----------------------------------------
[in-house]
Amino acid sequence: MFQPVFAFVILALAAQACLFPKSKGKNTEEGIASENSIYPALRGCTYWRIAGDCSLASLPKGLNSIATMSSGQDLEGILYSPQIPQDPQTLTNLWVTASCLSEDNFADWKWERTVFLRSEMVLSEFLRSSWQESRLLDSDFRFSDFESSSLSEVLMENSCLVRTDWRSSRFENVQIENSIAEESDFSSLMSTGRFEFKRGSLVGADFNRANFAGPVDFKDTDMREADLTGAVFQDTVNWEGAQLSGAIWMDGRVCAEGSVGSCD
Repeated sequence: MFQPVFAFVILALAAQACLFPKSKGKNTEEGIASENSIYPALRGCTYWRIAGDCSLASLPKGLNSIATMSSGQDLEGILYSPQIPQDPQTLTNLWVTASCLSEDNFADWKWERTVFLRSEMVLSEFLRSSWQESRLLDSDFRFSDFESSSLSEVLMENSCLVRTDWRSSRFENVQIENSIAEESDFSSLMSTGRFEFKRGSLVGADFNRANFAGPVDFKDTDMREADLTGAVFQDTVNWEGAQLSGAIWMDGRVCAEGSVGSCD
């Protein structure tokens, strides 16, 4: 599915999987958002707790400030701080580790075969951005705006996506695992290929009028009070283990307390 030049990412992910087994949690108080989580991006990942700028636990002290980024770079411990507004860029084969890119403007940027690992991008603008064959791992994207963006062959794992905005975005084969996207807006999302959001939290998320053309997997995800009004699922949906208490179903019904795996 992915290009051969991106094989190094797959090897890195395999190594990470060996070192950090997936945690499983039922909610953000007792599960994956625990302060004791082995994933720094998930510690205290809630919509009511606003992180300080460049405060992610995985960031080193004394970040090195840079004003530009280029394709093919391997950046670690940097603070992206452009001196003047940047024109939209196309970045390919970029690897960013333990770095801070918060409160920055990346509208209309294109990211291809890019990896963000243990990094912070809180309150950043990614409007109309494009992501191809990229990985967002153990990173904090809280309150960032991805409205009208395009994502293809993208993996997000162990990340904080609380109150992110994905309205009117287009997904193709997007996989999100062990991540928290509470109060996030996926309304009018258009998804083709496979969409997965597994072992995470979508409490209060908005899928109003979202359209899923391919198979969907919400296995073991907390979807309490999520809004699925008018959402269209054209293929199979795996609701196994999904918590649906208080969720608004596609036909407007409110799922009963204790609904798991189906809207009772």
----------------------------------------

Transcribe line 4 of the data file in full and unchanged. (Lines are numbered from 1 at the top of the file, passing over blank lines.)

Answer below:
């Protein structure tokens, strides 16, 4: 599915999987958002707790400030701080580790075969951005705006996506695992290929009028009070283990307390 030049990412992910087994949690108080989580991006990942700028636990002290980024770079411990507004860029084969890119403007940027690992991008603008064959791992994207963006062959794992905005975005084969996207807006999302959001939290998320053309997997995800009004699922949906208490179903019904795996 992915290009051969991106094989190094797959090897890195395999190594990470060996070192950090997936945690499983039922909610953000007792599960994956625990302060004791082995994933720094998930510690205290809630919509009511606003992180300080460049405060992610995985960031080193004394970040090195840079004003530009280029394709093919391997950046670690940097603070992206452009001196003047940047024109939209196309970045390919970029690897960013333990770095801070918060409160920055990346509208209309294109990211291809890019990896963000243990990094912070809180309150950043990614409007109309494009992501191809990229990985967002153990990173904090809280309150960032991805409205009208395009994502293809993208993996997000162990990340904080609380109150992110994905309205009117287009997904193709997007996989999100062990991540928290509470109060996030996926309304009018258009998804083709496979969409997965597994072992995470979508409490209060908005899928109003979202359209899923391919198979969907919400296995073991907390979807309490999520809004699925008018959402269209054209293929199979795996609701196994999904918590649906208080969720608004596609036909407007409110799922009963204790609904798991189906809207009772």